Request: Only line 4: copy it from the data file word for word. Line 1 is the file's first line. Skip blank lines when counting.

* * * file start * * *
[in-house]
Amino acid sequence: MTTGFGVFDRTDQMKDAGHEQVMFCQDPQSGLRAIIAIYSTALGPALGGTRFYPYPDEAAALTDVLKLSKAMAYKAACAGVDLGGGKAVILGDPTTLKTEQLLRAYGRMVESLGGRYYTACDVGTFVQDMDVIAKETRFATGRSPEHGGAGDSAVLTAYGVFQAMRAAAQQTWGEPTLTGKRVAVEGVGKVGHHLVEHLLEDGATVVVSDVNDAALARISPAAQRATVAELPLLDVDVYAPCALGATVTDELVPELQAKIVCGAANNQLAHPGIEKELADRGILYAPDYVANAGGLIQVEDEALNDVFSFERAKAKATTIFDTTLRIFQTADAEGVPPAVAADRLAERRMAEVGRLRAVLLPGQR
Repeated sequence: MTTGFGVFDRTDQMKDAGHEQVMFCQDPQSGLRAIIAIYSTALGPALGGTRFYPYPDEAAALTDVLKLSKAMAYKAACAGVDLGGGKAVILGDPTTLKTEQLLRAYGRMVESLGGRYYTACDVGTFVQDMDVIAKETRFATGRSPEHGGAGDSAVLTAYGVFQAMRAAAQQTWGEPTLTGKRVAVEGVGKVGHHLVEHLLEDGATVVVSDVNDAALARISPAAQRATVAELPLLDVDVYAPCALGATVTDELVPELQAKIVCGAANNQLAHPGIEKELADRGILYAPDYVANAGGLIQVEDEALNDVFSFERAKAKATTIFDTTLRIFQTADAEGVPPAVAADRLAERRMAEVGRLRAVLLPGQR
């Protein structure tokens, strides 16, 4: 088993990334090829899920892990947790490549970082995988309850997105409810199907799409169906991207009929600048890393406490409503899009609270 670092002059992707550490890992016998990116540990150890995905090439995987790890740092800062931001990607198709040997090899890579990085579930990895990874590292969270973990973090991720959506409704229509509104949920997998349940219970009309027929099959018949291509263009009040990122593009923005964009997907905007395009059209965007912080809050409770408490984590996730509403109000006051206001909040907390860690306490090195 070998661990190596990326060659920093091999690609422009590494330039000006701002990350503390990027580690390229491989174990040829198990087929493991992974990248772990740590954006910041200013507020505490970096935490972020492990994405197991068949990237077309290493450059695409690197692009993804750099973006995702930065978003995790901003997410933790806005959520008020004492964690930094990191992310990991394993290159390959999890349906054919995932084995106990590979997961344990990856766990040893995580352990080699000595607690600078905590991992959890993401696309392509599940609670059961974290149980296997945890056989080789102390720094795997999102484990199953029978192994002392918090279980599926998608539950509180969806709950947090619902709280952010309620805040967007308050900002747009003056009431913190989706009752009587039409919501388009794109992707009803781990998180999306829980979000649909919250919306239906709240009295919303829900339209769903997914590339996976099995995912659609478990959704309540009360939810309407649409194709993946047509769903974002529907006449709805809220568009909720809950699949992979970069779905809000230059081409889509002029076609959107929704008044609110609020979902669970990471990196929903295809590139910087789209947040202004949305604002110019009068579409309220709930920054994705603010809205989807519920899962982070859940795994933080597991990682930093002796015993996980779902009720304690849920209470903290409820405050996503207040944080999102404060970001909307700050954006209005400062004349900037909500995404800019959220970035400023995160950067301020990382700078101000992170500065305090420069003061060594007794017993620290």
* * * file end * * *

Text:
């Protein structure tokens, strides 16, 4: 088993990334090829899920892990947790490549970082995988309850997105409810199907799409169906991207009929600048890393406490409503899009609270 670092002059992707550490890992016998990116540990150890995905090439995987790890740092800062931001990607198709040997090899890579990085579930990895990874590292969270973990973090991720959506409704229509509104949920997998349940219970009309027929099959018949291509263009009040990122593009923005964009997907905007395009059209965007912080809050409770408490984590996730509403109000006051206001909040907390860690306490090195 070998661990190596990326060659920093091999690609422009590494330039000006701002990350503390990027580690390229491989174990040829198990087929493991992974990248772990740590954006910041200013507020505490970096935490972020492990994405197991068949990237077309290493450059695409690197692009993804750099973006995702930065978003995790901003997410933790806005959520008020004492964690930094990191992310990991394993290159390959999890349906054919995932084995106990590979997961344990990856766990040893995580352990080699000595607690600078905590991992959890993401696309392509599940609670059961974290149980296997945890056989080789102390720094795997999102484990199953029978192994002392918090279980599926998608539950509180969806709950947090619902709280952010309620805040967007308050900002747009003056009431913190989706009752009587039409919501388009794109992707009803781990998180999306829980979000649909919250919306239906709240009295919303829900339209769903997914590339996976099995995912659609478990959704309540009360939810309407649409194709993946047509769903974002529907006449709805809220568009909720809950699949992979970069779905809000230059081409889509002029076609959107929704008044609110609020979902669970990471990196929903295809590139910087789209947040202004949305604002110019009068579409309220709930920054994705603010809205989807519920899962982070859940795994933080597991990682930093002796015993996980779902009720304690849920209470903290409820405050996503207040944080999102404060970001909307700050954006209005400062004349900037909500995404800019959220970035400023995160950067301020990382700078101000992170500065305090420069003061060594007794017993620290």